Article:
Neel Kashkari to Join Feds Monetary Policy Committee



From News Dispatches

Neel Kashkari, president and chief executive officer of the Federal Reserve Bank of Minneapolis, will be among three new people who will have a say in U.S. monetary policy in 2017.

Along with regional presidents Robert Kaplan of Dallas and Patrick Harker of Philadelphia, Kashkari will join the Federal Reserve’s monetary policy committee, according to a Washington Examiner report.

The Dec. 29 report said the views of the new Fed members on monetary policy are not yet well known. They will be replacing four other regional bank presidents thanks to the rotating structure of the Fed’s monetary policy committee.

Kashkari took office as president and CEO of the Federal Reserve Bank of Minneapolis Jan. 1, 2016. In this role, he serves on the Federal Open Market Committee, bringing the Fed’s Ninth District’s perspective to monetary policy discussions in Washington.

In addition to his responsibilities as a monetary policymaker, Kashkari oversees all operations of the bank, including supervision and regulation, and payments services.

Kashkari began his career as an aerospace engineer at TRW in Redondo Beach, Calif., where he developed technology for NASA space science missions. Following graduate school, he joined Goldman Sachs in San Francisco, where he helped technology companies raise capital and pursue strategic transactions.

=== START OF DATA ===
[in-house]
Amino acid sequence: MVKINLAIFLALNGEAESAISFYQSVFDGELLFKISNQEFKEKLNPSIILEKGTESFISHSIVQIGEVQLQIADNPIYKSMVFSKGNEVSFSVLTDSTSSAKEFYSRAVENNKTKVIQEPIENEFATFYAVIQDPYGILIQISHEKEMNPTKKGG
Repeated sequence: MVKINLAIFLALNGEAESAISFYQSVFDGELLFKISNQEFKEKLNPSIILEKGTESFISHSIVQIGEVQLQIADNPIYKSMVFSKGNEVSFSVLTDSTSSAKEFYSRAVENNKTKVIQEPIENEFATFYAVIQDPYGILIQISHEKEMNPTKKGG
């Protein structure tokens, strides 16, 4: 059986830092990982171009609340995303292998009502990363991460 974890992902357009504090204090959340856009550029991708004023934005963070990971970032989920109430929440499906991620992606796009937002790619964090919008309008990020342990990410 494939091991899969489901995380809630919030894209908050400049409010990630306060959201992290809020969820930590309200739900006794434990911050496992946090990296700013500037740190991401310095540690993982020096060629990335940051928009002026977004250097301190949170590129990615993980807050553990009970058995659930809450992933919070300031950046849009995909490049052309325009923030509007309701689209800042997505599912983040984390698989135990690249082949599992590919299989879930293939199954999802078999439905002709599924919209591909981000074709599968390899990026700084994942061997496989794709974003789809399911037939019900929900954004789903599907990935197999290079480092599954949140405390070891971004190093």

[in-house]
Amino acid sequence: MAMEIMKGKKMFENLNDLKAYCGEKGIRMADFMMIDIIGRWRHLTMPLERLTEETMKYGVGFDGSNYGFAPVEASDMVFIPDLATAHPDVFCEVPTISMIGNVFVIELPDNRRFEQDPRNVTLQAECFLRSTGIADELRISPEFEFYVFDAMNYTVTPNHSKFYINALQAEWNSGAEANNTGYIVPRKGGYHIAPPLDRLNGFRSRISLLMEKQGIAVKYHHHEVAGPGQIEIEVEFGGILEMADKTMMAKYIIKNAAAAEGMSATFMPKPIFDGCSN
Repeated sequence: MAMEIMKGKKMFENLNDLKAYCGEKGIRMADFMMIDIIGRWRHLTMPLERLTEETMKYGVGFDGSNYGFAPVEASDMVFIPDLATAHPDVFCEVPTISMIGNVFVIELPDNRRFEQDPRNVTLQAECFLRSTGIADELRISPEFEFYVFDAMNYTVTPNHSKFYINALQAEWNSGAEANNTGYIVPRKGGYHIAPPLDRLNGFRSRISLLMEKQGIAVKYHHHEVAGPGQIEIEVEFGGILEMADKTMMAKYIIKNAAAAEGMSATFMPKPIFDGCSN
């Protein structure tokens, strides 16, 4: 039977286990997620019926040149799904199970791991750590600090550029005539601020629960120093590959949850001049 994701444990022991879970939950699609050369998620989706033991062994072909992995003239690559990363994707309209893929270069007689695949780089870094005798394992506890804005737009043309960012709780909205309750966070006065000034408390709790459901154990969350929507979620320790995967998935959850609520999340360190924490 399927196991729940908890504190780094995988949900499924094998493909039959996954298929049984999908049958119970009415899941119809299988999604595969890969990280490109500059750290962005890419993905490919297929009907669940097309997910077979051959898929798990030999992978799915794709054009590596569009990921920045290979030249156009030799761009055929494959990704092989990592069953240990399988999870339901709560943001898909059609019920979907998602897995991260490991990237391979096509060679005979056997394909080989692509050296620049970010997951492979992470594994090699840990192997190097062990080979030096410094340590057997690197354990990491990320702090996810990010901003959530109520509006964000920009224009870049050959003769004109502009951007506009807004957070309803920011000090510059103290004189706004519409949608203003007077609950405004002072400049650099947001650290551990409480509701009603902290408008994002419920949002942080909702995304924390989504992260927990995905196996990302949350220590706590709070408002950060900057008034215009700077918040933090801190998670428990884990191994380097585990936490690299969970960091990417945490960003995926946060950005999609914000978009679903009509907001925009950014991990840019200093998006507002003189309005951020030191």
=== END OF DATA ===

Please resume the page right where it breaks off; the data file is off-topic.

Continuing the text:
From 2006 to 2009, Kashkari served in several senior positions at the U.S. Department of the Treasury. In 2008, he was confirmed as assistant secretary of the Treasury. In this role, he oversaw the Troubled Assets Relief Program (TARP) during the financial crisis. Kashkari received the Alexander Hamilton Award, the Treasury Department’s highest honor for distinguished service.

The report said that although Kashkari maintains an unusually candid public social media presence for a Fed official, he hasn’t said too much about monetary policy yet. In a speech in May, he stressed “humility and pragmatism,” suggesting that he could be a hawk or dove depending on the circumstances.

In an op-ed in Wall Street Journal in December, Kashkari talked about how mechanically following ‘the Taylor rule’ would limit the central bank’s policy tools and harm the economy.

“After extraordinary actions by the Federal Reserve during and following the Great Recession, including quantitative easing programs and record low interest rates, some economists are calling for the Federal Open Market Committee to mechanically follow a simple rule in conducting monetary policy,” he wrote in the op-ed.

“As a regional Fed bank president and member of the FOMC, I believe this would unduly limit the Fed’s policy tools and ultimately harm the economy and in turn employment,” he said.